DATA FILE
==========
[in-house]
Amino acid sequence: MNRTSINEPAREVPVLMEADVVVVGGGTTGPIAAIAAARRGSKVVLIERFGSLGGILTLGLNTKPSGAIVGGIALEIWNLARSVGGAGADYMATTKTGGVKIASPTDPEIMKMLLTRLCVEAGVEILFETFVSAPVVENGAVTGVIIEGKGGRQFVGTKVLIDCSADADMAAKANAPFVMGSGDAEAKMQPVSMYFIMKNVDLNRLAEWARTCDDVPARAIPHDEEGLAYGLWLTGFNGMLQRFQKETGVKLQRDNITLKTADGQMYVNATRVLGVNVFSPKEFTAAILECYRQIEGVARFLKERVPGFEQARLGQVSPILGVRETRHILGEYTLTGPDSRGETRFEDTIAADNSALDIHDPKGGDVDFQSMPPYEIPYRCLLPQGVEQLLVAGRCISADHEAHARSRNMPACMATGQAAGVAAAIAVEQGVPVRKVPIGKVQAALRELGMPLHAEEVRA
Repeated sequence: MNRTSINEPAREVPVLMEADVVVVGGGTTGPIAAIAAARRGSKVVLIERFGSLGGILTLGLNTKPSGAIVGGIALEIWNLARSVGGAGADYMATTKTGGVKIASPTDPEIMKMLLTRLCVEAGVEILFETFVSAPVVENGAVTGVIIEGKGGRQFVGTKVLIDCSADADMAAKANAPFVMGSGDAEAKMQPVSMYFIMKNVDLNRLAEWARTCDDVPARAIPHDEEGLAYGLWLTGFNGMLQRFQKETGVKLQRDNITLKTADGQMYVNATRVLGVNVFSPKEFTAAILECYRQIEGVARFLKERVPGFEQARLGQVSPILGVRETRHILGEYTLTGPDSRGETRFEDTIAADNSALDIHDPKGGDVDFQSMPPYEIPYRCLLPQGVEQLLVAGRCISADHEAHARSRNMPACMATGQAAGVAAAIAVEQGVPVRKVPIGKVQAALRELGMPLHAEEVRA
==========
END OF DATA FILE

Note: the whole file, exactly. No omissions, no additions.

[in-house]
Amino acid sequence: MNRTSINEPAREVPVLMEADVVVVGGGTTGPIAAIAAARRGSKVVLIERFGSLGGILTLGLNTKPSGAIVGGIALEIWNLARSVGGAGADYMATTKTGGVKIASPTDPEIMKMLLTRLCVEAGVEILFETFVSAPVVENGAVTGVIIEGKGGRQFVGTKVLIDCSADADMAAKANAPFVMGSGDAEAKMQPVSMYFIMKNVDLNRLAEWARTCDDVPARAIPHDEEGLAYGLWLTGFNGMLQRFQKETGVKLQRDNITLKTADGQMYVNATRVLGVNVFSPKEFTAAILECYRQIEGVARFLKERVPGFEQARLGQVSPILGVRETRHILGEYTLTGPDSRGETRFEDTIAADNSALDIHDPKGGDVDFQSMPPYEIPYRCLLPQGVEQLLVAGRCISADHEAHARSRNMPACMATGQAAGVAAAIAVEQGVPVRKVPIGKVQAALRELGMPLHAEEVRA
Repeated sequence: MNRTSINEPAREVPVLMEADVVVVGGGTTGPIAAIAAARRGSKVVLIERFGSLGGILTLGLNTKPSGAIVGGIALEIWNLARSVGGAGADYMATTKTGGVKIASPTDPEIMKMLLTRLCVEAGVEILFETFVSAPVVENGAVTGVIIEGKGGRQFVGTKVLIDCSADADMAAKANAPFVMGSGDAEAKMQPVSMYFIMKNVDLNRLAEWARTCDDVPARAIPHDEEGLAYGLWLTGFNGMLQRFQKETGVKLQRDNITLKTADGQMYVNATRVLGVNVFSPKEFTAAILECYRQIEGVARFLKERVPGFEQARLGQVSPILGVRETRHILGEYTLTGPDSRGETRFEDTIAADNSALDIHDPKGGDVDFQSMPPYEIPYRCLLPQGVEQLLVAGRCISADHEAHARSRNMPACMATGQAAGVAAAIAVEQGVPVRKVPIGKVQAALRELGMPLHAEEVRA